"That's a hard realization that's going to sink in," he said. "We're definitely going to be able to take a bite out of it through some of the standards that are coming on line, but we're going to reach a point where something else needs to be done."

Gentlemen,, this is a good start but remember these boys hurt the water, the air, the ground and the people on it.  Bridge fuel…this is a “Bridge to the end of the earth!”

I live and work in south central Texas. The nations new hotspot for fracking. The enviromental destruction Fracking has caused in the last 5 years is unbelievable. The air quality in this rural area is worse than in most large cities. The wholesale destruction of the ecosystem is unimaginable. The amount of water used in fracking is irresponsible in a water scarce region.

Government sanctioned Fracking is just one more example of how this country is ruled by a corrupt third world style government. Everthing is for sale in the United States, from our politicians to our childrens blood.

Doesnt the EPA already have a point source emmision guideline?

Mike, I thought you knew everything.  The National Emission Standards for Hazardous Air Pollutants legislation was amended in 2005 to, of all things, effectively exempt the gas well drilling industry from the aggregated major source requirements.  So, there are no current standards in force protecting the air we breathe, just as there are no provisions in the Drinking Water Act for that same industry.  Gas well drillier are exempt from the earthmoving regulations of the Clean Water Act as well.  Curious, huh?  One-term-Tom is intent on making Pennsylvania the new Texas, so I suppose our air quality will go the way of signkutter’s.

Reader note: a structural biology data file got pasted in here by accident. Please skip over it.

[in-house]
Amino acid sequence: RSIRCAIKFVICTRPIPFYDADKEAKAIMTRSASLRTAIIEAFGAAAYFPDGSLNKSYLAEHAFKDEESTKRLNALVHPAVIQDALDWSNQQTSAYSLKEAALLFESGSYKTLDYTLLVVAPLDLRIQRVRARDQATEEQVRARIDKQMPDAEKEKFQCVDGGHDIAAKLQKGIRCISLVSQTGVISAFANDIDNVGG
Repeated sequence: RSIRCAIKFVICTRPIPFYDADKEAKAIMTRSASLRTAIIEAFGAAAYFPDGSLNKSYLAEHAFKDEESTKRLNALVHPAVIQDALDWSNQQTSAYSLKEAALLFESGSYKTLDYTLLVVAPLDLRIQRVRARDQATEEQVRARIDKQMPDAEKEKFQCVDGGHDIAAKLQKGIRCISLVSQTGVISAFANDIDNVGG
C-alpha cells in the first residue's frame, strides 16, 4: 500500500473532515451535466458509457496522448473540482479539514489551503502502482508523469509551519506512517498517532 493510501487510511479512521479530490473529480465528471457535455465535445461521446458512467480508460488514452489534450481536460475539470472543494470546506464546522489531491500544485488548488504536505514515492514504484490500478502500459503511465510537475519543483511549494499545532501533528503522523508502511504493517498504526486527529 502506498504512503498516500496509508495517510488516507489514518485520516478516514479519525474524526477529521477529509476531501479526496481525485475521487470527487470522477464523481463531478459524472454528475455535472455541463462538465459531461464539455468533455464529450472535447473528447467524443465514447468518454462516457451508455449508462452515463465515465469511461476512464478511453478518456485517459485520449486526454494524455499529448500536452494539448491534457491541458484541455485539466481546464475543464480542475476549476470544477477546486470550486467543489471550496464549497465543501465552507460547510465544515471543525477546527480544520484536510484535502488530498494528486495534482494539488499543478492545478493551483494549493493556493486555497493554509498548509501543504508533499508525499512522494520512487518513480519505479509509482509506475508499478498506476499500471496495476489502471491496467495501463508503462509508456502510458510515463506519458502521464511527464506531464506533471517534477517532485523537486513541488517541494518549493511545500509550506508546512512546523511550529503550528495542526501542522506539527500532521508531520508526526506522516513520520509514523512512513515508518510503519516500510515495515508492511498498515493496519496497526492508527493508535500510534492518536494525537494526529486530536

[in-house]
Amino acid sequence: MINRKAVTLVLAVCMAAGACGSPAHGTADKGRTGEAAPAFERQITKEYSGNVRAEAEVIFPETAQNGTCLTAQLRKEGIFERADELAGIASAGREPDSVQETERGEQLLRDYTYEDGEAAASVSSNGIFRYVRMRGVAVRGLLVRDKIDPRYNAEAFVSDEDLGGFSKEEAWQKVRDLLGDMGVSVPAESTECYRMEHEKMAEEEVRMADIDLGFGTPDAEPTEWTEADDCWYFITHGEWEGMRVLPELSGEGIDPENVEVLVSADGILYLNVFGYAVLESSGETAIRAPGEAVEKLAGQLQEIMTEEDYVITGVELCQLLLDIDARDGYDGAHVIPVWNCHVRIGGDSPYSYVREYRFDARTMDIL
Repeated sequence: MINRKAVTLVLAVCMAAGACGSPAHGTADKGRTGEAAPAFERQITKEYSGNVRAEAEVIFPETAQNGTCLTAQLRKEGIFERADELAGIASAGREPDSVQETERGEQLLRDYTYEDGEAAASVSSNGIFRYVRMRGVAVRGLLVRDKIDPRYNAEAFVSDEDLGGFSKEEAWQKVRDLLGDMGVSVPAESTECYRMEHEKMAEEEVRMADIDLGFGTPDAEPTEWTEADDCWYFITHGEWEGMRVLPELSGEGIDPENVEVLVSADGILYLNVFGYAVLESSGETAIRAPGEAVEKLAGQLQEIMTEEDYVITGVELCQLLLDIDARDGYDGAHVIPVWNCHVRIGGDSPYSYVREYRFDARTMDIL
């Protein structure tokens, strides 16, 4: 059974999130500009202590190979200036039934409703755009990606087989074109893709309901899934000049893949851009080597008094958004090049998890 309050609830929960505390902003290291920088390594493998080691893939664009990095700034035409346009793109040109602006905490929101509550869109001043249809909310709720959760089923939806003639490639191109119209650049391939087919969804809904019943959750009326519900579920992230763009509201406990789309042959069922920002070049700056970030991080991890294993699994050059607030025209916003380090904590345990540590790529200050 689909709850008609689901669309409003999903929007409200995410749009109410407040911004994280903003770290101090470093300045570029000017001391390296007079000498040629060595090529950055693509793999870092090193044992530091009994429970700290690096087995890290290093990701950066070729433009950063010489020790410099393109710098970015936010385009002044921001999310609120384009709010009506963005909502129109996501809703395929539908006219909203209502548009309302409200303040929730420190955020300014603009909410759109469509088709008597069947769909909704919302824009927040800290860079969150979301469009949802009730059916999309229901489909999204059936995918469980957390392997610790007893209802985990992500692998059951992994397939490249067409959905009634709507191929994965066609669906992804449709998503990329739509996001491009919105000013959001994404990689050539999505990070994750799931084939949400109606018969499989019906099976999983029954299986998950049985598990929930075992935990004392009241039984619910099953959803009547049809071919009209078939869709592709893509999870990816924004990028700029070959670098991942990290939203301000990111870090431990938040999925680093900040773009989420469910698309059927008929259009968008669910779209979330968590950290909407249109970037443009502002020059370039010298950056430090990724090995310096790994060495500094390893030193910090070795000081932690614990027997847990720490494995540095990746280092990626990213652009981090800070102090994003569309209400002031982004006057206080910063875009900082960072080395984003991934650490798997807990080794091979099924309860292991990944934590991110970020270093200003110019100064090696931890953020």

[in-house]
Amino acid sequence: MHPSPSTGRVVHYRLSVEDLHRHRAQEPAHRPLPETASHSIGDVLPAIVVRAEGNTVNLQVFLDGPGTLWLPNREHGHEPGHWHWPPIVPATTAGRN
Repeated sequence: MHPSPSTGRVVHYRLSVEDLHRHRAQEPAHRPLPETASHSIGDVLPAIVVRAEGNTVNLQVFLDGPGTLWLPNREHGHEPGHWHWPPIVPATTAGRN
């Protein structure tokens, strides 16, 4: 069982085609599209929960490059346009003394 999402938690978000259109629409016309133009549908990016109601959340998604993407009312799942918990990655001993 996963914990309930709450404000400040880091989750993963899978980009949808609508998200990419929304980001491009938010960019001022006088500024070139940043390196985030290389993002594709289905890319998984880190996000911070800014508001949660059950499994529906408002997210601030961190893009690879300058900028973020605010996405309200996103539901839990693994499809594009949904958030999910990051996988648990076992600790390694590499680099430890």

we have got to stop fracking at all costs as it is currently done. stop DC as far as that goes. this is like letting BP continue deep water drilling as they did before the Mecondo well blew up.  at least i think they’ve changed. people reading this aren’t the problem. the GOP must die. civil war? i saw asked on the news.  i only wish all the gop were in one location, it would be easier to kill them all at once.

This article is part of an ongoing investigation:
Fracking

Fracking: Gas Drilling's Environmental Threat

The promise of abundant natural gas is colliding with fears about water contamination.

The Story So Far

The country’s push to find clean domestic energy has zeroed in on natural gas, but cases of water contamination have raised serious questions about the primary drilling method being used. Vast deposits of natural gas, large enough to supply the country for decades, have brought a drilling boom stretching across 31 states. The drilling technique being used, called hydraulic fracturing, shoots water, sand and toxic chemicals into the ground to break up rock and release the gas.